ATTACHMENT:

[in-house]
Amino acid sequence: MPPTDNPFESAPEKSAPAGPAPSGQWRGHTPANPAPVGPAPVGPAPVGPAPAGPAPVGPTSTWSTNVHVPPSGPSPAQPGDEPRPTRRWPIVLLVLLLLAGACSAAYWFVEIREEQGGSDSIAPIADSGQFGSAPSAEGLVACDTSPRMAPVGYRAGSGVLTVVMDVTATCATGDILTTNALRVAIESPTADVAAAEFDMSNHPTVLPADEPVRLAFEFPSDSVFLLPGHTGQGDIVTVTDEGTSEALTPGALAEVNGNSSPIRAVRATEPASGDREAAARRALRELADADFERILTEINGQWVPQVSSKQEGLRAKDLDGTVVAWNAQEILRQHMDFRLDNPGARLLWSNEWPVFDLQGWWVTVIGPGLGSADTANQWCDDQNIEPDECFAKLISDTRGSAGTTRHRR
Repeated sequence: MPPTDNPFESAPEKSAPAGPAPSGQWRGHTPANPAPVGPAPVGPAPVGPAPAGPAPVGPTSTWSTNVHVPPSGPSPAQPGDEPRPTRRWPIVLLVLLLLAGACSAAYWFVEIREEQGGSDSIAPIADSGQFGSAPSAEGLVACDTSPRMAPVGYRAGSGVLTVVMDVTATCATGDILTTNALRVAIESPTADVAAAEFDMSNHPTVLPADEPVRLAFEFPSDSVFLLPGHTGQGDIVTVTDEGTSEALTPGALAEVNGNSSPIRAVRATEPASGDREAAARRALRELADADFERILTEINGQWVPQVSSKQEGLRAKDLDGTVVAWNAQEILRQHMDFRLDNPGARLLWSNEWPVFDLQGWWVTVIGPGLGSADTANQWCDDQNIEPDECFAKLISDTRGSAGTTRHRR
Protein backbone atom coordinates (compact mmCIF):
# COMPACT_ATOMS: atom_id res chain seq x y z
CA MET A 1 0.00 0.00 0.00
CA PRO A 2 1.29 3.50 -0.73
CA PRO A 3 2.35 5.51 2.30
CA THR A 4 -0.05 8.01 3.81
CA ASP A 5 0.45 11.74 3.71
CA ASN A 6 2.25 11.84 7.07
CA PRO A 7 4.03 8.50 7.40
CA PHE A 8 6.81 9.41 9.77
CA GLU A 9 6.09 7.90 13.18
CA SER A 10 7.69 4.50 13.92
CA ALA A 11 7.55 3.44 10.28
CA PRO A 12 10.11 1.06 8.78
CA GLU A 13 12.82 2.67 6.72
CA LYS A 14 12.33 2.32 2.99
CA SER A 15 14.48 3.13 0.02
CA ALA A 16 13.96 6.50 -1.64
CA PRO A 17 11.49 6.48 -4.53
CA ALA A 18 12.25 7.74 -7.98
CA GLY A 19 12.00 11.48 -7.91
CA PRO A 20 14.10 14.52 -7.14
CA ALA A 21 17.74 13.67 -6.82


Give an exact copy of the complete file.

[in-house]
Amino acid sequence: MPPTDNPFESAPEKSAPAGPAPSGQWRGHTPANPAPVGPAPVGPAPVGPAPAGPAPVGPTSTWSTNVHVPPSGPSPAQPGDEPRPTRRWPIVLLVLLLLAGACSAAYWFVEIREEQGGSDSIAPIADSGQFGSAPSAEGLVACDTSPRMAPVGYRAGSGVLTVVMDVTATCATGDILTTNALRVAIESPTADVAAAEFDMSNHPTVLPADEPVRLAFEFPSDSVFLLPGHTGQGDIVTVTDEGTSEALTPGALAEVNGNSSPIRAVRATEPASGDREAAARRALRELADADFERILTEINGQWVPQVSSKQEGLRAKDLDGTVVAWNAQEILRQHMDFRLDNPGARLLWSNEWPVFDLQGWWVTVIGPGLGSADTANQWCDDQNIEPDECFAKLISDTRGSAGTTRHRR
Repeated sequence: MPPTDNPFESAPEKSAPAGPAPSGQWRGHTPANPAPVGPAPVGPAPVGPAPAGPAPVGPTSTWSTNVHVPPSGPSPAQPGDEPRPTRRWPIVLLVLLLLAGACSAAYWFVEIREEQGGSDSIAPIADSGQFGSAPSAEGLVACDTSPRMAPVGYRAGSGVLTVVMDVTATCATGDILTTNALRVAIESPTADVAAAEFDMSNHPTVLPADEPVRLAFEFPSDSVFLLPGHTGQGDIVTVTDEGTSEALTPGALAEVNGNSSPIRAVRATEPASGDREAAARRALRELADADFERILTEINGQWVPQVSSKQEGLRAKDLDGTVVAWNAQEILRQHMDFRLDNPGARLLWSNEWPVFDLQGWWVTVIGPGLGSADTANQWCDDQNIEPDECFAKLISDTRGSAGTTRHRR
Protein backbone atom coordinates (compact mmCIF):
# COMPACT_ATOMS: atom_id res chain seq x y z
CA MET A 1 0.00 0.00 0.00
CA PRO A 2 1.29 3.50 -0.73
CA PRO A 3 2.35 5.51 2.30
CA THR A 4 -0.05 8.01 3.81
CA ASP A 5 0.45 11.74 3.71
CA ASN A 6 2.25 11.84 7.07
CA PRO A 7 4.03 8.50 7.40
CA PHE A 8 6.81 9.41 9.77
CA GLU A 9 6.09 7.90 13.18
CA SER A 10 7.69 4.50 13.92
CA ALA A 11 7.55 3.44 10.28
CA PRO A 12 10.11 1.06 8.78
CA GLU A 13 12.82 2.67 6.72
CA LYS A 14 12.33 2.32 2.99
CA SER A 15 14.48 3.13 0.02
CA ALA A 16 13.96 6.50 -1.64
CA PRO A 17 11.49 6.48 -4.53
CA ALA A 18 12.25 7.74 -7.98
CA GLY A 19 12.00 11.48 -7.91
CA PRO A 20 14.10 14.52 -7.14
CA ALA A 21 17.74 13.67 -6.82